@ Elad: False, Bedouins are in the Negev & only in relatively small parts of the Negev. I don’t care how big or small the area they occupy. You know as well as I the real reason they’re left unprotected: they’re not Jews. So you’re in effect saying a “better use” of Iron DOme would be to protect Jews. You can be damn sure that Jewish population centers in the Negev like Beersheva & other places are protected.
Quite racist of you to say the Bedouin themselves, victims of Israeli Jewish racism, are to blame for their own bad fate. Distasteful. Israel & Jews like you are solely to blame for Bedouin not so benign neglect. The Bedouin have no obligation to agree to proposals of the State. Since they predated the State it is the State that is obligated to serve them in the way they wish to be served. Cities disguised as detention camps aren’t sufficient.
Your comments are moderated because you’ve previously violated comment rules multiply times. If you complain about my editorial policies here on Twitter again, that you may forfeit all your comment privileges. That’s real passive-aggressive behavior.
You are wrong. The Bedouins are spread quite well over the Negev:
What didn’t you understand when I wrote: “Bedouins were neglected by the Israeli governments”.
I’m not going to comment again on this topic in this post as it’s against the rules.
I don’t see why you think that only jews are protected. There are several mainly jewish populated towns in between the bedouins lands – they are not protected as well.
There are also the jewish towns right on the boarder with Gaza Strip which are to close to be protected by the Iron dome.
In past conflict there, when there weren’t as many Iron Domes – there was a debate where to put them. It was decided to install them near vastly populated area such as Beer Sheva and Ashkelon – other large but not as large towns were still in harms way.
About the alarms – I was stationed in one of the settlements near Ramallah during Protective Edge – there’s no alarms as well in the small ones – although they should have a sounded several times.
If the Iron Dome is ineffective why is it an issue that some people aren’t covered by it? Surely it makes no difference? It would be an issue only if the thing actually worked.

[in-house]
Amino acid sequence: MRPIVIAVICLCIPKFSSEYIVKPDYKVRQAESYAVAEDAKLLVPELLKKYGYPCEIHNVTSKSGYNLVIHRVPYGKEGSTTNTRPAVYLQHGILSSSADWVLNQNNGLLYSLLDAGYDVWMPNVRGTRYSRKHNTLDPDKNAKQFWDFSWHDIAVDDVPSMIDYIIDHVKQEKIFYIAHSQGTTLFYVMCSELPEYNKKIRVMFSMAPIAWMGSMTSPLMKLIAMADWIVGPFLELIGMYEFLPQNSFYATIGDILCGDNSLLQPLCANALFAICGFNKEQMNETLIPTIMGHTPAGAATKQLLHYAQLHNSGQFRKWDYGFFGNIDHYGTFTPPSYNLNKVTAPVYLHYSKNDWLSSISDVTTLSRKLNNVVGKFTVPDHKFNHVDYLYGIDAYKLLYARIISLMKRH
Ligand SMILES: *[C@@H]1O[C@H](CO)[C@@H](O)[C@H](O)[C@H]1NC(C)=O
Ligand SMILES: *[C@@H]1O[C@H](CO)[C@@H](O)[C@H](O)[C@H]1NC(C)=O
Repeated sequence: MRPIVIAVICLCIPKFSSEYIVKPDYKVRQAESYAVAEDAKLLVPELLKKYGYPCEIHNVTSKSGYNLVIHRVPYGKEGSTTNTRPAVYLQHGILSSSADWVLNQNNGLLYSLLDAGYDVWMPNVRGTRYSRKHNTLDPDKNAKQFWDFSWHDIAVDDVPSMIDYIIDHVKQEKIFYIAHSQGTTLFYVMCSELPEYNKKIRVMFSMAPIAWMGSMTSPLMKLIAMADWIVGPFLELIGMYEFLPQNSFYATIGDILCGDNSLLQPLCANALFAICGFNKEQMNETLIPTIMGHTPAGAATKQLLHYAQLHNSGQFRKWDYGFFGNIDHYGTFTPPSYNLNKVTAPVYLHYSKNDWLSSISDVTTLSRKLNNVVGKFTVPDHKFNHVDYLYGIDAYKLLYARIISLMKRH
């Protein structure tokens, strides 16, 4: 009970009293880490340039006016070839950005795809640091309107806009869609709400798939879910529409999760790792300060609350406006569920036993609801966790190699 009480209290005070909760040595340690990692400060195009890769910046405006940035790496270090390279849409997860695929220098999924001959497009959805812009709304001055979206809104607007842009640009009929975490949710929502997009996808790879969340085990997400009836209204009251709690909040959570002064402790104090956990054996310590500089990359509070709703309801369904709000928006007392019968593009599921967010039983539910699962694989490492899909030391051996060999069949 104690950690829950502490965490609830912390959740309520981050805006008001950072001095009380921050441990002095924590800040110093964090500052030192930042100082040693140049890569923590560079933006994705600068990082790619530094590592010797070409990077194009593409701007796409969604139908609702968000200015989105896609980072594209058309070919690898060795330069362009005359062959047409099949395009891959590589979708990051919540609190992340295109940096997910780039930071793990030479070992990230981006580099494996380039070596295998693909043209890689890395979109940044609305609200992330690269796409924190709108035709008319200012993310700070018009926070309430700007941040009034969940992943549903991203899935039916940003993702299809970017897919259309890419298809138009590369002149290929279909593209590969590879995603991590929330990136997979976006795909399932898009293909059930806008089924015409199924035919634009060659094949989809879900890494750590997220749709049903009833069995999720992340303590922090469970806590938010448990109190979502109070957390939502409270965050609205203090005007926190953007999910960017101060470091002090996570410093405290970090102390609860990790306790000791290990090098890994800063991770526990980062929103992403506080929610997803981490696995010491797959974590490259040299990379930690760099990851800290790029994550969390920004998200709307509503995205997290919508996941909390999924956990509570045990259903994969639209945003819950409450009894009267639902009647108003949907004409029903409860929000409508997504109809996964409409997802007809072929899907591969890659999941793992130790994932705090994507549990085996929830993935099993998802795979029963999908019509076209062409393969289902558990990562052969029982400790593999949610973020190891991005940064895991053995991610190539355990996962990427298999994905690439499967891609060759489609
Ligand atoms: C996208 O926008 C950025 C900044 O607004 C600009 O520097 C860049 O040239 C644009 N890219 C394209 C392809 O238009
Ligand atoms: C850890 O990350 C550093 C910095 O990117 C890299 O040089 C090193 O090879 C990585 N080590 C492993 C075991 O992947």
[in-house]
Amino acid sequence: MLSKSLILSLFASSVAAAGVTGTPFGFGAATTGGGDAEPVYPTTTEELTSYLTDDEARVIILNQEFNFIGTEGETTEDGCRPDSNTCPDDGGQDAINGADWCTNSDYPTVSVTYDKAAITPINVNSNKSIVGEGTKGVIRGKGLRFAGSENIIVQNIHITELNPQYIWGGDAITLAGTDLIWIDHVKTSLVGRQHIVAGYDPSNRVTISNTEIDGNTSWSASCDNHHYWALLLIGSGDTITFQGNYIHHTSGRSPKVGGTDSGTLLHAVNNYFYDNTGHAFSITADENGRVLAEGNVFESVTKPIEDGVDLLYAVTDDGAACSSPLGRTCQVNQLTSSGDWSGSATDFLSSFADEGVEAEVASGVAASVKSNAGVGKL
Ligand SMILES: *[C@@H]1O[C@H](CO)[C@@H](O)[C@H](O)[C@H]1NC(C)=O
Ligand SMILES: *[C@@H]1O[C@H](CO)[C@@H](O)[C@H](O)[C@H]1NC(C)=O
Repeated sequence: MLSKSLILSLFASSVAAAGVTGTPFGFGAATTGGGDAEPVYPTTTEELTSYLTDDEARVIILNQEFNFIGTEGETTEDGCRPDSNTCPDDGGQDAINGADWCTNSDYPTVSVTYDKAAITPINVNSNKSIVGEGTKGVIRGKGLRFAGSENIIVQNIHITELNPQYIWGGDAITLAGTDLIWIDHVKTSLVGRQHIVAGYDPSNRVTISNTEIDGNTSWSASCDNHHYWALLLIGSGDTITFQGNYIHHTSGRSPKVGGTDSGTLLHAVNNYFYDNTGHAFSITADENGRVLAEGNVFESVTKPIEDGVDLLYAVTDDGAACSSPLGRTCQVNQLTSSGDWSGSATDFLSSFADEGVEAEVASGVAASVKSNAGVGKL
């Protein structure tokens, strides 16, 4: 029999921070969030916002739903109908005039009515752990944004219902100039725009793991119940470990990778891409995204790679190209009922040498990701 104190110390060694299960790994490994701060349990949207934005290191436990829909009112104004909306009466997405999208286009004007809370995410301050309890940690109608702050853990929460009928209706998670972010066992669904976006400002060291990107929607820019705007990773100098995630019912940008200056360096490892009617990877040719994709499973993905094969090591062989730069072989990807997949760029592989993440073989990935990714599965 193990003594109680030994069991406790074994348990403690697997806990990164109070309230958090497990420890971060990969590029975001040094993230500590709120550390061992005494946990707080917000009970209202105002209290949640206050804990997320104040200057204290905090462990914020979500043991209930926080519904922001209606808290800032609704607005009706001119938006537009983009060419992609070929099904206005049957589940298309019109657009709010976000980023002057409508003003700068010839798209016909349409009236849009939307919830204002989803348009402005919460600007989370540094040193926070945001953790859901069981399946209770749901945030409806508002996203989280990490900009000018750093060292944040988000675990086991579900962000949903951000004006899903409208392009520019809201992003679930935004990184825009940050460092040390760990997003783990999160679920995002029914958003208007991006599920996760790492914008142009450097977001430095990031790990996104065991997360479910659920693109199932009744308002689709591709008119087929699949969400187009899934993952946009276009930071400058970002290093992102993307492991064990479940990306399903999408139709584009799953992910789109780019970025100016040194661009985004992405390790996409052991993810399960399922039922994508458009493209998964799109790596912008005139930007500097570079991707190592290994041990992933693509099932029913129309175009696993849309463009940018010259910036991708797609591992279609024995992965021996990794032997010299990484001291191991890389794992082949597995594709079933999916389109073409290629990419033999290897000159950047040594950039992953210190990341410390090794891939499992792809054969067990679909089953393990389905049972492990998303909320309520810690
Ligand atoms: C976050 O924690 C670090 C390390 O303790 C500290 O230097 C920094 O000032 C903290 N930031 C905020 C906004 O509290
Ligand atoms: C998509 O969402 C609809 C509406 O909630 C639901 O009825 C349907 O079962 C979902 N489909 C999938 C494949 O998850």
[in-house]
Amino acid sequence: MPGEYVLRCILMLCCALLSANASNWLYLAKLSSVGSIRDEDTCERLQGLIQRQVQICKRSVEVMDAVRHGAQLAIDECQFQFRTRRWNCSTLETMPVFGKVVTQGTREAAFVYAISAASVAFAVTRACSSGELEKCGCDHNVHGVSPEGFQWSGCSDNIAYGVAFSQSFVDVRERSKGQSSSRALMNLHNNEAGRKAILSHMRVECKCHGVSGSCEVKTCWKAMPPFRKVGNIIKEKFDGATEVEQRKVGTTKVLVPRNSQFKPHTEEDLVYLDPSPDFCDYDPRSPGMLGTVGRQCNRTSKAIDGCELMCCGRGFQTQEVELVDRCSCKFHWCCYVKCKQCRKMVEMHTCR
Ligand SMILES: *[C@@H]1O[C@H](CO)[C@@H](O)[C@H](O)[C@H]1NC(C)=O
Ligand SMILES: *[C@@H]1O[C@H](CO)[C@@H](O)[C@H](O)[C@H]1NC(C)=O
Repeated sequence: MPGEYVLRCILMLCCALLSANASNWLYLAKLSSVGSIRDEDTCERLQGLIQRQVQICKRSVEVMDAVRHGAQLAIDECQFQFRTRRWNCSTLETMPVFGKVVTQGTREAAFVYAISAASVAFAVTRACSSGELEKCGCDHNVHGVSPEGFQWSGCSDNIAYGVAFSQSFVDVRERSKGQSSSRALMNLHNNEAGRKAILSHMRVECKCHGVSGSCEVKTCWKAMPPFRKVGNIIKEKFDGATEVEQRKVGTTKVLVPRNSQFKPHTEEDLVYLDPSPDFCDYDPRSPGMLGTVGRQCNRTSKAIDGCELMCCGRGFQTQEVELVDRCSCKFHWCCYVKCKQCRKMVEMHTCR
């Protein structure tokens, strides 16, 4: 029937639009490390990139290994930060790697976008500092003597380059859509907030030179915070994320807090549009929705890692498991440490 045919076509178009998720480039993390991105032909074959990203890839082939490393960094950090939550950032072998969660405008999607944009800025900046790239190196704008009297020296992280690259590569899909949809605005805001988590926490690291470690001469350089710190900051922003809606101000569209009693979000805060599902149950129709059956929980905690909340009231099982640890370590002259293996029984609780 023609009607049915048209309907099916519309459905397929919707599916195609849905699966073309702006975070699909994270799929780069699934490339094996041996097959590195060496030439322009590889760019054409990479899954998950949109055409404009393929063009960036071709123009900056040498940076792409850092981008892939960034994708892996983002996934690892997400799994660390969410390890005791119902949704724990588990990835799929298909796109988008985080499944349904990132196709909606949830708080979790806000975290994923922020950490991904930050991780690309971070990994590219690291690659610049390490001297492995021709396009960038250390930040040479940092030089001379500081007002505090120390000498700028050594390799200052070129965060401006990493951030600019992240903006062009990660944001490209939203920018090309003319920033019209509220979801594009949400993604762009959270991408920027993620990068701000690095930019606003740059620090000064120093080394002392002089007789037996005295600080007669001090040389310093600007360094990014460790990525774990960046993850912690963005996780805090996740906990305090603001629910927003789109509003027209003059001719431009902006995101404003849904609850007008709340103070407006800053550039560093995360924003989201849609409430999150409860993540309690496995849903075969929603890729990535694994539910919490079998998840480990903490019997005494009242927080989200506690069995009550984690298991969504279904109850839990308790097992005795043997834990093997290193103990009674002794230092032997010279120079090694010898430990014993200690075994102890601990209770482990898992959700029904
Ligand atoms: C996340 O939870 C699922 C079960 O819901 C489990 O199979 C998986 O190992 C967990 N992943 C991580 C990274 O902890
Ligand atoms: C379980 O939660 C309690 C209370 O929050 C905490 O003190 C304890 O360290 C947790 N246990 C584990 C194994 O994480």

@ Not necessarily,
First of all the word mortar just slipped – all the numbers are for mortars and rockets – so I’m comparing apples and apples.
The fact that you’d even think that there’s ‘not necessarily’ a correlation between the number of rockets fired to the casualties count is ridiculous – especially with time, since technology and experience play a major role in this type of ammunition.
“Hamas tried to make their (unguided, remember) rockets go further, and did so by reducing – or even completely removing – the explosive warheads.”
The VAST majority of rockets and mortars weren’t fired at Tel Aviv and Hadera – that was for PR purposes. The vast of them was fired at cities and towns surrounding the Gaza Strip – no removing of explosive needed – and as a result, most of the casualties and damage are within these areas in all the past conflicts.
It’s is also noteworthy that in past conflicts Hamas fired rockets at Tel Aviv and more northern targets so they are within the statistics.
Seems to me that you are grasping at straws here – what are you trying to prove exactly?
@ shay: I’m totally bored by this subject. You’re done in this thread.
“The fact that you’d even think that there’s ‘not necessarily’ a correlation between the number of rockets fired to the casualties count is ridiculous – especially with time, since technology and experience play a major role in this type of ammunition.”
Like Richard I’m finding your pronouncements to be increasingly tedious.
Actually t.h.i.n.k. about this, because Hamas certainly have.
They have certainly come to the conclusion that what is important is the number of air-raid sirens they set off, and the number of breathless “OMG! They’re hitting Tel Aviv now!!!” headlines that they can generate.
The number of deaths would be – from their PoV – incidental i.e. it’d be nice if they hit something, but that isn’t the measure of their “success”.
“The VAST majority of rockets and mortars weren’t fired at Tel Aviv and Hadera – that was for PR purposes. The vast of them was fired at cities and towns surrounding the Gaza Strip – no removing of explosive needed – and as a result, most of the casualties and damage are within these areas in all the past conflicts.”
Here’s a quick question: how many of those “rockets and mortars” that were fired were…. mortars?
And here’s a follow-up question: how many “cities and towns surrounding the Gaza Strip” are within the range of…. mortars?
You need to know the answer to both of those questions, otherwise your assumptions go up in smoke.
After all, this is a truism: mortars are battlefield weapons, so those thousands of mortars being fired by Hamas into Israel can – and very probably is – merely a perfectly-legitimate counter-barrage fired in response to the thousands of tank and artillery shells being fired by the IDF into the Gaza Strip.
After all, during a “shooting war” Hamas is perfectly entitled to shoot at IDF tanks and howitzers, correct?